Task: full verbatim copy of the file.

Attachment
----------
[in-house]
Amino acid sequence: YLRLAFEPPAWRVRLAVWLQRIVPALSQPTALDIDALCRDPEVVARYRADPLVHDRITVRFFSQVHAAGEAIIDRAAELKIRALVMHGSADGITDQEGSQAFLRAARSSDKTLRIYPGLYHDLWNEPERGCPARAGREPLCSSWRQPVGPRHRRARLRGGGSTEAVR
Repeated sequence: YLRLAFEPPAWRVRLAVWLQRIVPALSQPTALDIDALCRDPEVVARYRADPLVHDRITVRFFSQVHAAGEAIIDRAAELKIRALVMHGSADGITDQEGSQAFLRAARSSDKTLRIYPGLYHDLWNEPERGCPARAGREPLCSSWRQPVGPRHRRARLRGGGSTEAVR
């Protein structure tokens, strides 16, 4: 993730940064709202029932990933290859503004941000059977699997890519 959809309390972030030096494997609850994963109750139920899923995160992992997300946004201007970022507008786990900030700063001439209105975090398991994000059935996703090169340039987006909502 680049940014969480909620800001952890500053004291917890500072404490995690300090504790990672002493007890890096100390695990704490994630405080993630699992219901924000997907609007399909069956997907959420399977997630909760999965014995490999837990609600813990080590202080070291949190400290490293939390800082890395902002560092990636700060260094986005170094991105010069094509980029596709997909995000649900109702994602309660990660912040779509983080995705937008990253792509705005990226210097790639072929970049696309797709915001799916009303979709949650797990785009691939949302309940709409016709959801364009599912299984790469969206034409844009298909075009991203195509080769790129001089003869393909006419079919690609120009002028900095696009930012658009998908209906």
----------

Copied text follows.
[in-house]
Amino acid sequence: YLRLAFEPPAWRVRLAVWLQRIVPALSQPTALDIDALCRDPEVVARYRADPLVHDRITVRFFSQVHAAGEAIIDRAAELKIRALVMHGSADGITDQEGSQAFLRAARSSDKTLRIYPGLYHDLWNEPERGCPARAGREPLCSSWRQPVGPRHRRARLRGGGSTEAVR
Repeated sequence: YLRLAFEPPAWRVRLAVWLQRIVPALSQPTALDIDALCRDPEVVARYRADPLVHDRITVRFFSQVHAAGEAIIDRAAELKIRALVMHGSADGITDQEGSQAFLRAARSSDKTLRIYPGLYHDLWNEPERGCPARAGREPLCSSWRQPVGPRHRRARLRGGGSTEAVR
């Protein structure tokens, strides 16, 4: 993730940064709202029932990933290859503004941000059977699997890519 959809309390972030030096494997609850994963109750139920899923995160992992997300946004201007970022507008786990900030700063001439209105975090398991994000059935996703090169340039987006909502 680049940014969480909620800001952890500053004291917890500072404490995690300090504790990672002493007890890096100390695990704490994630405080993630699992219901924000997907609007399909069956997907959420399977997630909760999965014995490999837990609600813990080590202080070291949190400290490293939390800082890395902002560092990636700060260094986005170094991105010069094509980029596709997909995000649900109702994602309660990660912040779509983080995705937008990253792509705005990226210097790639072929970049696309797709915001799916009303979709949650797990785009691939949302309940709409016709959801364009599912299984790469969206034409844009298909075009991203195509080769790129001089003869393909006419079919690609120009002028900095696009930012658009998908209906």